Let us take Korea as an example. For thousands of years Korea was a tributary State of China. It was the United States that first seduced Korea into separating herself from China
and sent a diplomatic representative to negotiate a treaty with that country. [Treaty of May 22, 1882, negotiated by Commodore Shufeldt and the first treaty between Korea and a Western Power, the British and German treaties being of a date eighteen months later. –Editor] Yet, when Britain and Japan entered into an alliance, and Korea was about to be annexed by Japan, the United States was the first to recall her minister from Korea, instead of responding to the Korean appeal for assistance. Resentful as the Korean intellectuals are towards Japan on account of the annexation of their country, they are even more so towards the United States for persuading it into a declaration of independence and then leaving it in the lurch. It is the old parable of a man that helped another with a ladder to ascend to the top of a hundred-foot tower and then snatched it away from under his feet. It is the United States that made Korea ascend the ladder and then snatched it away from under her feet.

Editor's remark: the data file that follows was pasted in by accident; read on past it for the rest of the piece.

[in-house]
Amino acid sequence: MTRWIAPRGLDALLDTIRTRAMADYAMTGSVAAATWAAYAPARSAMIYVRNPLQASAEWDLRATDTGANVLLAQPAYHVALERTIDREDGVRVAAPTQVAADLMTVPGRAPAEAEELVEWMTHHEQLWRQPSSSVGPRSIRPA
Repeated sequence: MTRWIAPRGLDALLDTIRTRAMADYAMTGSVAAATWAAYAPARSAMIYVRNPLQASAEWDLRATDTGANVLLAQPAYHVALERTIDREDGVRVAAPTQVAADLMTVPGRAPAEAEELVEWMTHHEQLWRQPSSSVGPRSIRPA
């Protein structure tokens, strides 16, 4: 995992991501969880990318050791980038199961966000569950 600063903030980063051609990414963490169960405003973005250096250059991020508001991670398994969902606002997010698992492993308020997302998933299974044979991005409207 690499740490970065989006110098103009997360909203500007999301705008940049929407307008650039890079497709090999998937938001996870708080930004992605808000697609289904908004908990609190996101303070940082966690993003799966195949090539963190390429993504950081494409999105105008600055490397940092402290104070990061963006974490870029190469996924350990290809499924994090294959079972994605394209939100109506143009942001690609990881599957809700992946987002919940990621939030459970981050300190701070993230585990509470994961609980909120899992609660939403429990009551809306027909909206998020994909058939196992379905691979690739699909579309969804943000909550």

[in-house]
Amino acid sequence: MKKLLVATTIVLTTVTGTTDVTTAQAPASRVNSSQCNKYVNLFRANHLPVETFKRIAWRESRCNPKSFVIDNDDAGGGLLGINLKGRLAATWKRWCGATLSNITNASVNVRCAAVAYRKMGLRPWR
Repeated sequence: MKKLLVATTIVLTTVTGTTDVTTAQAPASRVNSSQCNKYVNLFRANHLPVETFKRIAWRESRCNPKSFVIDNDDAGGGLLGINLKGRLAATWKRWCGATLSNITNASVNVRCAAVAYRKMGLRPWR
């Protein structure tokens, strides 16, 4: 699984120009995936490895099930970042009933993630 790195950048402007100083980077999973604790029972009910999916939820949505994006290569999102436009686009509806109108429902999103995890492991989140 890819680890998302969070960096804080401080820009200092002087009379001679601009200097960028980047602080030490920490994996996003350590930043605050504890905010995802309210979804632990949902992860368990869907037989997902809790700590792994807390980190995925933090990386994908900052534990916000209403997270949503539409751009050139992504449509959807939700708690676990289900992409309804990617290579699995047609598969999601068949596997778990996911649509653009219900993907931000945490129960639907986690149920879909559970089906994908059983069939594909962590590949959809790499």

However, the United States cannot be blamed for such action. As long as Korea existed as an independent State, Japan had no room for expansion. So far as the United States is concerned, the annexation of Korea cost her nothing more serious than an indirect, slight loss of trade. It should have been expected that a transient feeling of sympathy could not avail against the Japanese determination to annex Korea, which for Japan at that time was a matter of life or death. Korea perished because it had relied upon somebody who could not be relied upon; the United States is not responsible for the fact of others putting faith in her and her promises. At present China is likely to suffer the same fate as Korea has suffered, and the United States will be reproached again for not offering any assistance. When this happens, it will be too late to consider the suggestions to reprieve the blunder committed in the first instance. Furthermore, should the United States really want to come to our assistance she will do so regardless of our entry into the war.

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